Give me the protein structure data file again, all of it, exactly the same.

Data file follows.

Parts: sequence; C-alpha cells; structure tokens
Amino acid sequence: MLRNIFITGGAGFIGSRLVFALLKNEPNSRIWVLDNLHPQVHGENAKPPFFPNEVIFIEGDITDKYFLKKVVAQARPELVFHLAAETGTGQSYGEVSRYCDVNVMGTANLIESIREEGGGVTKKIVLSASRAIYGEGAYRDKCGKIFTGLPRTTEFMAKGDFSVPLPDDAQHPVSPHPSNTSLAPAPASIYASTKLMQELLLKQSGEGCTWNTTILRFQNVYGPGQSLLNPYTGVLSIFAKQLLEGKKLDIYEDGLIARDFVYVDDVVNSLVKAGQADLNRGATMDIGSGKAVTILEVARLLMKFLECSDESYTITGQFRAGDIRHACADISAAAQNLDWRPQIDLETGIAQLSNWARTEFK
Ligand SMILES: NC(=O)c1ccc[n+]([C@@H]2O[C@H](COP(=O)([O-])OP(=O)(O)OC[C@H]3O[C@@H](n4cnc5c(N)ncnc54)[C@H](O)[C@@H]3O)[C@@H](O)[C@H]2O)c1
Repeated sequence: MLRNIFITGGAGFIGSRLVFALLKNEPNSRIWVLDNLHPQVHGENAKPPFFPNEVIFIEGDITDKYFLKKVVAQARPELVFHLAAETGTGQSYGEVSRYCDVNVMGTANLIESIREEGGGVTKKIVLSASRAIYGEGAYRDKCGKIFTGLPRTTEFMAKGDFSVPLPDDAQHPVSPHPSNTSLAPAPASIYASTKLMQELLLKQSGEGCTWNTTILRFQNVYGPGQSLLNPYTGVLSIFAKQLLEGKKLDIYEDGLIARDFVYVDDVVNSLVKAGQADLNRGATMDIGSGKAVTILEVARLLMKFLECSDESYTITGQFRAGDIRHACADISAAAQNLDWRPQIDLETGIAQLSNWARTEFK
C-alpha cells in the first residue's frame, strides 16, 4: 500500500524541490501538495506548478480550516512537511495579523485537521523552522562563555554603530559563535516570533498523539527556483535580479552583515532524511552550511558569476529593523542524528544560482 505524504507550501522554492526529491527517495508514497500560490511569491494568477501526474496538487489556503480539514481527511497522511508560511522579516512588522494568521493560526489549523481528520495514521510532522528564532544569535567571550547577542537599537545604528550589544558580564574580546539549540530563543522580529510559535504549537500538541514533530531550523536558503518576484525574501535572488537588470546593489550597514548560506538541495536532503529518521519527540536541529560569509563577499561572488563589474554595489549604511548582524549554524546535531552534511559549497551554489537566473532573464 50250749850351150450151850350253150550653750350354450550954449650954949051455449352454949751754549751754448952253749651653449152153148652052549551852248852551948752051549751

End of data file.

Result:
Parts: sequence; C-alpha cells; structure tokens
Amino acid sequence: MLRNIFITGGAGFIGSRLVFALLKNEPNSRIWVLDNLHPQVHGENAKPPFFPNEVIFIEGDITDKYFLKKVVAQARPELVFHLAAETGTGQSYGEVSRYCDVNVMGTANLIESIREEGGGVTKKIVLSASRAIYGEGAYRDKCGKIFTGLPRTTEFMAKGDFSVPLPDDAQHPVSPHPSNTSLAPAPASIYASTKLMQELLLKQSGEGCTWNTTILRFQNVYGPGQSLLNPYTGVLSIFAKQLLEGKKLDIYEDGLIARDFVYVDDVVNSLVKAGQADLNRGATMDIGSGKAVTILEVARLLMKFLECSDESYTITGQFRAGDIRHACADISAAAQNLDWRPQIDLETGIAQLSNWARTEFK
Ligand SMILES: NC(=O)c1ccc[n+]([C@@H]2O[C@H](COP(=O)([O-])OP(=O)(O)OC[C@H]3O[C@@H](n4cnc5c(N)ncnc54)[C@H](O)[C@@H]3O)[C@@H](O)[C@H]2O)c1
Repeated sequence: MLRNIFITGGAGFIGSRLVFALLKNEPNSRIWVLDNLHPQVHGENAKPPFFPNEVIFIEGDITDKYFLKKVVAQARPELVFHLAAETGTGQSYGEVSRYCDVNVMGTANLIESIREEGGGVTKKIVLSASRAIYGEGAYRDKCGKIFTGLPRTTEFMAKGDFSVPLPDDAQHPVSPHPSNTSLAPAPASIYASTKLMQELLLKQSGEGCTWNTTILRFQNVYGPGQSLLNPYTGVLSIFAKQLLEGKKLDIYEDGLIARDFVYVDDVVNSLVKAGQADLNRGATMDIGSGKAVTILEVARLLMKFLECSDESYTITGQFRAGDIRHACADISAAAQNLDWRPQIDLETGIAQLSNWARTEFK
C-alpha cells in the first residue's frame, strides 16, 4: 500500500524541490501538495506548478480550516512537511495579523485537521523552522562563555554603530559563535516570533498523539527556483535580479552583515532524511552550511558569476529593523542524528544560482 505524504507550501522554492526529491527517495508514497500560490511569491494568477501526474496538487489556503480539514481527511497522511508560511522579516512588522494568521493560526489549523481528520495514521510532522528564532544569535567571550547577542537599537545604528550589544558580564574580546539549540530563543522580529510559535504549537500538541514533530531550523536558503518576484525574501535572488537588470546593489550597514548560506538541495536532503529518521519527540536541529560569509563577499561572488563589474554595489549604511548582524549554524546535531552534511559549497551554489537566473532573464 50250749850351150450151850350253150550653750350354450550954449650954949051455449352454949751754549751754448952253749651653449152153148652052549551852248852551948752051549751